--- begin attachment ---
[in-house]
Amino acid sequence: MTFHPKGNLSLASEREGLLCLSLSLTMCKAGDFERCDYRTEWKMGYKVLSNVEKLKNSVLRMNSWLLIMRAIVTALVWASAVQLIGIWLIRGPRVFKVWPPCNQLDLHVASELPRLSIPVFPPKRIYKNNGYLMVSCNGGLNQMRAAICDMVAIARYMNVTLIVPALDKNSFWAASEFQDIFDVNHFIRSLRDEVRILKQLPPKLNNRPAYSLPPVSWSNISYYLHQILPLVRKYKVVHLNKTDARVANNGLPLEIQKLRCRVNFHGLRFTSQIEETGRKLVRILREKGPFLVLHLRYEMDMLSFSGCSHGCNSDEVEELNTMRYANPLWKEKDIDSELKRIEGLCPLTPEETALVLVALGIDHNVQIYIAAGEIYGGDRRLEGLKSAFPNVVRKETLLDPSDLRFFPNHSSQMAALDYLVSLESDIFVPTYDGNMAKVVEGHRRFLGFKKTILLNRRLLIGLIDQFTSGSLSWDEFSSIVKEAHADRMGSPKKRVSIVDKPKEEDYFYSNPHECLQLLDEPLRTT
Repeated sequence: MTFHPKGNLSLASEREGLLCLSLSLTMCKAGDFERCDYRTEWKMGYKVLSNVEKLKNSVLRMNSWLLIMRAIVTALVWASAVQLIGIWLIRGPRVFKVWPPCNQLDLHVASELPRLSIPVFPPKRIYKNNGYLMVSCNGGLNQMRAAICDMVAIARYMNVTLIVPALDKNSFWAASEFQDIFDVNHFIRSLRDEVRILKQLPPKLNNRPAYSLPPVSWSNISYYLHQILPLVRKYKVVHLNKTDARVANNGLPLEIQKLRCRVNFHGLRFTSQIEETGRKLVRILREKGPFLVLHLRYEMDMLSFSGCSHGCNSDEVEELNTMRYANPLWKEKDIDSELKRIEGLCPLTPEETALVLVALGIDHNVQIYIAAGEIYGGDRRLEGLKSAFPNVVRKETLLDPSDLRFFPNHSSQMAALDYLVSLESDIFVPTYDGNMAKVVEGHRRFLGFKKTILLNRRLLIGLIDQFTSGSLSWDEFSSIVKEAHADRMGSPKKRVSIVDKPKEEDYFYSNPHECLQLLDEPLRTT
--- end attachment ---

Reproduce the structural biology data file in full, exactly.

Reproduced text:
[in-house]
Amino acid sequence: MTFHPKGNLSLASEREGLLCLSLSLTMCKAGDFERCDYRTEWKMGYKVLSNVEKLKNSVLRMNSWLLIMRAIVTALVWASAVQLIGIWLIRGPRVFKVWPPCNQLDLHVASELPRLSIPVFPPKRIYKNNGYLMVSCNGGLNQMRAAICDMVAIARYMNVTLIVPALDKNSFWAASEFQDIFDVNHFIRSLRDEVRILKQLPPKLNNRPAYSLPPVSWSNISYYLHQILPLVRKYKVVHLNKTDARVANNGLPLEIQKLRCRVNFHGLRFTSQIEETGRKLVRILREKGPFLVLHLRYEMDMLSFSGCSHGCNSDEVEELNTMRYANPLWKEKDIDSELKRIEGLCPLTPEETALVLVALGIDHNVQIYIAAGEIYGGDRRLEGLKSAFPNVVRKETLLDPSDLRFFPNHSSQMAALDYLVSLESDIFVPTYDGNMAKVVEGHRRFLGFKKTILLNRRLLIGLIDQFTSGSLSWDEFSSIVKEAHADRMGSPKKRVSIVDKPKEEDYFYSNPHECLQLLDEPLRTT
Repeated sequence: MTFHPKGNLSLASEREGLLCLSLSLTMCKAGDFERCDYRTEWKMGYKVLSNVEKLKNSVLRMNSWLLIMRAIVTALVWASAVQLIGIWLIRGPRVFKVWPPCNQLDLHVASELPRLSIPVFPPKRIYKNNGYLMVSCNGGLNQMRAAICDMVAIARYMNVTLIVPALDKNSFWAASEFQDIFDVNHFIRSLRDEVRILKQLPPKLNNRPAYSLPPVSWSNISYYLHQILPLVRKYKVVHLNKTDARVANNGLPLEIQKLRCRVNFHGLRFTSQIEETGRKLVRILREKGPFLVLHLRYEMDMLSFSGCSHGCNSDEVEELNTMRYANPLWKEKDIDSELKRIEGLCPLTPEETALVLVALGIDHNVQIYIAAGEIYGGDRRLEGLKSAFPNVVRKETLLDPSDLRFFPNHSSQMAALDYLVSLESDIFVPTYDGNMAKVVEGHRRFLGFKKTILLNRRLLIGLIDQFTSGSLSWDEFSSIVKEAHADRMGSPKKRVSIVDKPKEEDYFYSNPHECLQLLDEPLRTT